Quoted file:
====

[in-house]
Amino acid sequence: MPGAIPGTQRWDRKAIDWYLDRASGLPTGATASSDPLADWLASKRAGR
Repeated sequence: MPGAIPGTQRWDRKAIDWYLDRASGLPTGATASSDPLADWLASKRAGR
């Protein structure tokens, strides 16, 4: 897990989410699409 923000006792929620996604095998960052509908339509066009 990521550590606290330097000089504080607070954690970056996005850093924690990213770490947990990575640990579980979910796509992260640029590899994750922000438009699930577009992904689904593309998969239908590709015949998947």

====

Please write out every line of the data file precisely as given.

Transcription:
[in-house]
Amino acid sequence: MPGAIPGTQRWDRKAIDWYLDRASGLPTGATASSDPLADWLASKRAGR
Repeated sequence: MPGAIPGTQRWDRKAIDWYLDRASGLPTGATASSDPLADWLASKRAGR
């Protein structure tokens, strides 16, 4: 897990989410699409 923000006792929620996604095998960052509908339509066009 990521550590606290330097000089504080607070954690970056996005850093924690990213770490947990990575640990579980979910796509992260640029590899994750922000438009699930577009992904689904593309998969239908590709015949998947």